This month’s Guest Blogger and Mom is Judy of Bebe Love Okazu : An Asian-American Journey of Cultural Traditions Through Food. Just as the name implies, Judy leads you on an exploration of her favorite Japanese foods and the cultural traditions associated with them as well as new traditions that she’s creating as she cooks for her beloved Bebe E and Bebe dada, her Chinese-American husband.
My first visit to Judy’s website had me wondering what does Bebe Loves Okazu mean? I guessed that Bebe meant “baby” and, after reading further, found out that, while Judy was growing up, one of the Japanese phrases she heard her mom say on a daily basis was, “konban okazu nani shiyoue?” which literally translates to, “what should I make for dinner tonight?“. So okaszu refers to a side dish accompanying rice (which is considered the main dish, but Judy didn’t like rice when she was a child so that caused some frustration for her mother).
The post was about Obon – a Japanese Buddhist custom honoring the spirits of one’s ancestors, beginning in July and extending through August. I learned that an Obon Festival favorite is Okinawan dango, also known as sata andagi which, in the Okinawan dialect, sataa means “sugar” and andaagi means “deep fried“, so basically its a deep fried doughnut hole dusted with sugar. Thankfully, Judy’s website includes a glossary of Japanese words that she links to from her blog posts.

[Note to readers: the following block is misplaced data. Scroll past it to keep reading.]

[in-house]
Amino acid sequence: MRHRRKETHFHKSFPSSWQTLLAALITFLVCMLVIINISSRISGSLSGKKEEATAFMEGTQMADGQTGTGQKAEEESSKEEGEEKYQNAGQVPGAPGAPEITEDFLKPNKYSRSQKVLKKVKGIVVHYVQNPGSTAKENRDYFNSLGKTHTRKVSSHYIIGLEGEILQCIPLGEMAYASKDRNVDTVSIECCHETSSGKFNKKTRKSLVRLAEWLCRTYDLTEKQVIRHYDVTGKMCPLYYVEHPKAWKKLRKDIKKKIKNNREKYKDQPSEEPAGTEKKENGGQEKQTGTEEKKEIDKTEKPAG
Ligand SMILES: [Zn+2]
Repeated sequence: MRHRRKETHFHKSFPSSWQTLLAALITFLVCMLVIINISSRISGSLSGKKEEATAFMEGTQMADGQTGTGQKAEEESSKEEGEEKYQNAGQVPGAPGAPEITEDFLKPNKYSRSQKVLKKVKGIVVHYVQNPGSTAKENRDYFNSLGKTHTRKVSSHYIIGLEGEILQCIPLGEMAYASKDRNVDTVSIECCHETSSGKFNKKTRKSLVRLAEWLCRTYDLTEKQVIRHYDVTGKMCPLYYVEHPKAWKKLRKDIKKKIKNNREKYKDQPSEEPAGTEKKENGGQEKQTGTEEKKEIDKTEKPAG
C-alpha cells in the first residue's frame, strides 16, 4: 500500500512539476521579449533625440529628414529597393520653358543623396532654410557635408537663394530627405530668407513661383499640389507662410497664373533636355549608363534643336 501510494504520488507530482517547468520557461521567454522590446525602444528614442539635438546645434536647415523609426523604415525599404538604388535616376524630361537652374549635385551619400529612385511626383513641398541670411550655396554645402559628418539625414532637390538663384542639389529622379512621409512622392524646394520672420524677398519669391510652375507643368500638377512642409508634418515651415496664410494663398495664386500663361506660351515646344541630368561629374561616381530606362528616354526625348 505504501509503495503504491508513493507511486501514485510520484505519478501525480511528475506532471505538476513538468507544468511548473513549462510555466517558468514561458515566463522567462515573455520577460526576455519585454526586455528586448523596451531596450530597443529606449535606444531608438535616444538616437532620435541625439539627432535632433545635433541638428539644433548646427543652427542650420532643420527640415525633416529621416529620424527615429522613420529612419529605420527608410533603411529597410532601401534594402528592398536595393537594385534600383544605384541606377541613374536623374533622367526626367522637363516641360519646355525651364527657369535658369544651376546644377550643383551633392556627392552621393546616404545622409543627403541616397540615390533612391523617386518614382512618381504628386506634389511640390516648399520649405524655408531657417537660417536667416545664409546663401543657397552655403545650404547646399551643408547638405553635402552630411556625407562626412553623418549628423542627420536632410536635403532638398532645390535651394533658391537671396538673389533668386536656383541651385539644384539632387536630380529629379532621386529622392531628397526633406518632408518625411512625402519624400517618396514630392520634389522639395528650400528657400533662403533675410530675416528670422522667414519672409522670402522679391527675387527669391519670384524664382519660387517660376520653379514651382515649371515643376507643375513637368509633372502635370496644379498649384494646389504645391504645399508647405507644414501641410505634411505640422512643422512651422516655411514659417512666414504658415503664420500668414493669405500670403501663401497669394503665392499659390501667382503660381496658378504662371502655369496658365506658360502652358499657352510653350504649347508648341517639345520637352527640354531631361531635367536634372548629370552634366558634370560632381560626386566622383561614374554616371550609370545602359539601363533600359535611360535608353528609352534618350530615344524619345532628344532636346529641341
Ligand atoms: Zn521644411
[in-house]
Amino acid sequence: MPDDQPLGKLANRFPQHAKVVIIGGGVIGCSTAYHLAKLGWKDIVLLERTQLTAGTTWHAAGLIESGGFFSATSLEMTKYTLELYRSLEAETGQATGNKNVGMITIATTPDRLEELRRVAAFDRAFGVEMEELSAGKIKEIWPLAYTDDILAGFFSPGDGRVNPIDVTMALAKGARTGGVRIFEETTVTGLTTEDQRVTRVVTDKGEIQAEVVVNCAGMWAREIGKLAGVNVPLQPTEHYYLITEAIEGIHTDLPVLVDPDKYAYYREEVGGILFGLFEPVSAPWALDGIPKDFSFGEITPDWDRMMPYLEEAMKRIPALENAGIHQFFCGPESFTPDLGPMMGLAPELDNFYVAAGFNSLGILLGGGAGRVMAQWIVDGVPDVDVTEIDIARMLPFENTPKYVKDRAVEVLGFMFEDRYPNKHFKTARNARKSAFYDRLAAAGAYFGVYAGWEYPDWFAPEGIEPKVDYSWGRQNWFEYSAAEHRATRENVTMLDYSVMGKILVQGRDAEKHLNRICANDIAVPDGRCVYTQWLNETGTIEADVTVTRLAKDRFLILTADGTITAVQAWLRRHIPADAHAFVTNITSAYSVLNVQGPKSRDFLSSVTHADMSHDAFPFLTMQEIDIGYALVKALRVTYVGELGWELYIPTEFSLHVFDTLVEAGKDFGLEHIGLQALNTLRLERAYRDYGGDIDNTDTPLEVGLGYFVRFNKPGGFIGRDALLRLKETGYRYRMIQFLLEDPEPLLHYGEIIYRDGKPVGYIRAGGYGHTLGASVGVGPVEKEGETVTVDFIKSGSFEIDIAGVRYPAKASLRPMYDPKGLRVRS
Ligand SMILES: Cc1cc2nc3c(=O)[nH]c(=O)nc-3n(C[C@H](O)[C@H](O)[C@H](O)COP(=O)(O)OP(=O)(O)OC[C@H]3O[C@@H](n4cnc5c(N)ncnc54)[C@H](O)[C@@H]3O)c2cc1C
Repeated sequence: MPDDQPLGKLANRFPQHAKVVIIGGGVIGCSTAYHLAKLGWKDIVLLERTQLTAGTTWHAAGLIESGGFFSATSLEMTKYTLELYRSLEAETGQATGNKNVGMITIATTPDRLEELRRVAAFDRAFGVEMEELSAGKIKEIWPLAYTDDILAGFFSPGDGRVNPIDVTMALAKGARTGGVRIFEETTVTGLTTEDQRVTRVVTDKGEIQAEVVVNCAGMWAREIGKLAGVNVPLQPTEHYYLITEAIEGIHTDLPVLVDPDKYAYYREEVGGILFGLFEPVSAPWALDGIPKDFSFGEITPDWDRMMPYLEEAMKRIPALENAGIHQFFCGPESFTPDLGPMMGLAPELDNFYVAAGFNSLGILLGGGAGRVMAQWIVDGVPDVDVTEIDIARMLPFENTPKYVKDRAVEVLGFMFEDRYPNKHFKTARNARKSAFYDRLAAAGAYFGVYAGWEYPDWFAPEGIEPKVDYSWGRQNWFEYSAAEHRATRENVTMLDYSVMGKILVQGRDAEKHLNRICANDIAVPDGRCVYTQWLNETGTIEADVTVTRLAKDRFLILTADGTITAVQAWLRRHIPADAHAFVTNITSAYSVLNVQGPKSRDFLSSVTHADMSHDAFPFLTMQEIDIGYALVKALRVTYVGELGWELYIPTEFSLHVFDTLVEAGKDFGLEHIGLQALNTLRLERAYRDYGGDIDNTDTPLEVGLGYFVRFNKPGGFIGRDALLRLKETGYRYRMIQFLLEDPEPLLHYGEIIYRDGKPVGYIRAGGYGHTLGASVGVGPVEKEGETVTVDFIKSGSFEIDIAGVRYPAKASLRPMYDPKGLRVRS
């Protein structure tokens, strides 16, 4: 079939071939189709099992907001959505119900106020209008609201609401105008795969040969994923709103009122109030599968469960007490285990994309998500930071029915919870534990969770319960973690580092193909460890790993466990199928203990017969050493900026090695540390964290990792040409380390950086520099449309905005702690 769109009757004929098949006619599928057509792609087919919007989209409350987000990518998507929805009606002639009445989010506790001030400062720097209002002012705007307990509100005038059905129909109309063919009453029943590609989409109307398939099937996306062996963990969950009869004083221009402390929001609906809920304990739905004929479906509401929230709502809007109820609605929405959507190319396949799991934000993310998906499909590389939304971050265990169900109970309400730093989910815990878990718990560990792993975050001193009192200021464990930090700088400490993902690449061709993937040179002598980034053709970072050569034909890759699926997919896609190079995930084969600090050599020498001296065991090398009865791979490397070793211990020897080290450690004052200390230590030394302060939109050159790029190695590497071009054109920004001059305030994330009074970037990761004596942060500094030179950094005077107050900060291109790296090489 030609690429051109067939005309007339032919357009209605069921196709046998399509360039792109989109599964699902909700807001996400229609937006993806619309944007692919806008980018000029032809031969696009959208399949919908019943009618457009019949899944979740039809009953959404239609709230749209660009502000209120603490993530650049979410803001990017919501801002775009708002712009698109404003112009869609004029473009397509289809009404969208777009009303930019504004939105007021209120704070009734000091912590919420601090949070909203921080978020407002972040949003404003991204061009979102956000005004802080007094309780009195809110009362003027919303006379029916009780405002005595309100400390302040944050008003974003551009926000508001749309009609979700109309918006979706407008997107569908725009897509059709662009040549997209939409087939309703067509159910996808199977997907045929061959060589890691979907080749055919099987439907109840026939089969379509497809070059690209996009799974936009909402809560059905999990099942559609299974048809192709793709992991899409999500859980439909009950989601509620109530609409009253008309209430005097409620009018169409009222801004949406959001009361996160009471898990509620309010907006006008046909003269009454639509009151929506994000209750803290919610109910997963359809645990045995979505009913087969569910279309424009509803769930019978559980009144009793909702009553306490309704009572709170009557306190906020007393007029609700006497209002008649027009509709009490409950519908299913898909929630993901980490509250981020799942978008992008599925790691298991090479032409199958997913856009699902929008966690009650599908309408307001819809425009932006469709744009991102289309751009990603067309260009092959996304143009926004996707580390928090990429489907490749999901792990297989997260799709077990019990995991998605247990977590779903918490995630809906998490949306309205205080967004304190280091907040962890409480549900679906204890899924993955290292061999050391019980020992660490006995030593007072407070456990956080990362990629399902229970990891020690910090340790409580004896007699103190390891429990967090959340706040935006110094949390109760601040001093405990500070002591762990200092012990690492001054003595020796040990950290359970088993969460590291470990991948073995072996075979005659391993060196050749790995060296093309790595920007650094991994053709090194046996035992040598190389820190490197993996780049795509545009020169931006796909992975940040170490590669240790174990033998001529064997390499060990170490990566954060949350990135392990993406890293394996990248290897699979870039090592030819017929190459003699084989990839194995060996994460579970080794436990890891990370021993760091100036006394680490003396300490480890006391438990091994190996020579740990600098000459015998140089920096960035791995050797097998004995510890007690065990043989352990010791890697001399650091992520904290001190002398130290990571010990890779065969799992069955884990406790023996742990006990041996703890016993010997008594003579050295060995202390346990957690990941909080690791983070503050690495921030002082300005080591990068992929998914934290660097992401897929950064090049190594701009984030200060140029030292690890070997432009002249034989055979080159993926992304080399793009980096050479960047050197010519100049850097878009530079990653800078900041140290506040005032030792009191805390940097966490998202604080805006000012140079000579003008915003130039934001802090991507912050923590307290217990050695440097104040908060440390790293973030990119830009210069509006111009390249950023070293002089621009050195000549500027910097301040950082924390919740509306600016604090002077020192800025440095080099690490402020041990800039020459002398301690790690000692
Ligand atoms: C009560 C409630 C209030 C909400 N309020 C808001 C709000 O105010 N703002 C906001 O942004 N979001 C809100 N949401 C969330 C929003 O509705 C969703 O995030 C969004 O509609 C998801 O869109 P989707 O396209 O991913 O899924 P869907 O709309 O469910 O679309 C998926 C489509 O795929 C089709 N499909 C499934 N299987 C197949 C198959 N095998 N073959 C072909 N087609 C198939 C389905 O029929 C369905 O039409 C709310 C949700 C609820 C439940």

Feeling that she should “integrate” more into Orange County since it’s likely that Bebe will grow up here , Judy decided her family should attend the OC Obon Festival, rather than the West LA Obon Festival where she went as a little girl with her mother (pictured above). She was delighted to find a dango booth at the festival. But the line was long and it was time for Bebe E’s bedtime so she vowed to make dango at home instead! Plus, that way she could add them to the cookbook she’s creating for Bebe E which was the basis for her becoming a food blogger. This totally resonated with me because, although I didn’t start until the Young Baker was in middle school, that’s one of the reasons behind my madness!
I’m learning about Japanese food and traditions through Bebe Loves Okazu . Even though my mother is third generation Japanese, born in Hawaii, she married an American meat & potatoes guy and cooked only a few Japanese dishes. As children, I don’t recall her telling us stories of Japanese festivals or traditional celebrations. She is now 83 years old and slips into memories from her childhood more readily, and I know now that one reason why she didn’t talk much about her life on Kauai has to do with WW II and that her family was saved from the Japanese internment camps because her parents operated the grocery store that was vital to the sugar plantation where everyone in the community was employed.
After reading Judy’s recent blog post about sunomono (Japanese salad) I’ve also been inspired to dust off the mandoline that’s been sactioned to the garage because I’m scared of it 🙂 It’s still in the box, but I’m determined to put it to use for the first time!